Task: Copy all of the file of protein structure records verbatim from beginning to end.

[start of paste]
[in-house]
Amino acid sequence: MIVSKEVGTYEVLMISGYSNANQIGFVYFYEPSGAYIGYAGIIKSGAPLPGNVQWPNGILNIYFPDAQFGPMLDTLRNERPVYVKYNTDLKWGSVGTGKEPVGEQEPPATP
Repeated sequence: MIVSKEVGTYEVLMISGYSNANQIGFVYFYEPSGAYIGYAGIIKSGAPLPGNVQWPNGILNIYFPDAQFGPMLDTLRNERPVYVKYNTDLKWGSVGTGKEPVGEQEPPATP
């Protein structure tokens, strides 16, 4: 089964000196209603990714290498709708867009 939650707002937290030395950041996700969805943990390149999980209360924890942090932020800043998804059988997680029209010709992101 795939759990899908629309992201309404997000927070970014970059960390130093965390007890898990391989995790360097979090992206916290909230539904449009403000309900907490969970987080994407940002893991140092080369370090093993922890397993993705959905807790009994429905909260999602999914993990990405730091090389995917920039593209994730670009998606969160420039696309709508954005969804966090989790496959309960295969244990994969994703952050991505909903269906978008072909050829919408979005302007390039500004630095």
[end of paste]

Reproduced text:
[in-house]
Amino acid sequence: MIVSKEVGTYEVLMISGYSNANQIGFVYFYEPSGAYIGYAGIIKSGAPLPGNVQWPNGILNIYFPDAQFGPMLDTLRNERPVYVKYNTDLKWGSVGTGKEPVGEQEPPATP
Repeated sequence: MIVSKEVGTYEVLMISGYSNANQIGFVYFYEPSGAYIGYAGIIKSGAPLPGNVQWPNGILNIYFPDAQFGPMLDTLRNERPVYVKYNTDLKWGSVGTGKEPVGEQEPPATP
């Protein structure tokens, strides 16, 4: 089964000196209603990714290498709708867009 939650707002937290030395950041996700969805943990390149999980209360924890942090932020800043998804059988997680029209010709992101 795939759990899908629309992201309404997000927070970014970059960390130093965390007890898990391989995790360097979090992206916290909230539904449009403000309900907490969970987080994407940002893991140092080369370090093993922890397993993705959905807790009994429905909260999602999914993990990405730091090389995917920039593209994730670009998606969160420039696309709508954005969804966090989790496959309960295969244990994969994703952050991505909903269906978008072909050829919408979005302007390039500004630095």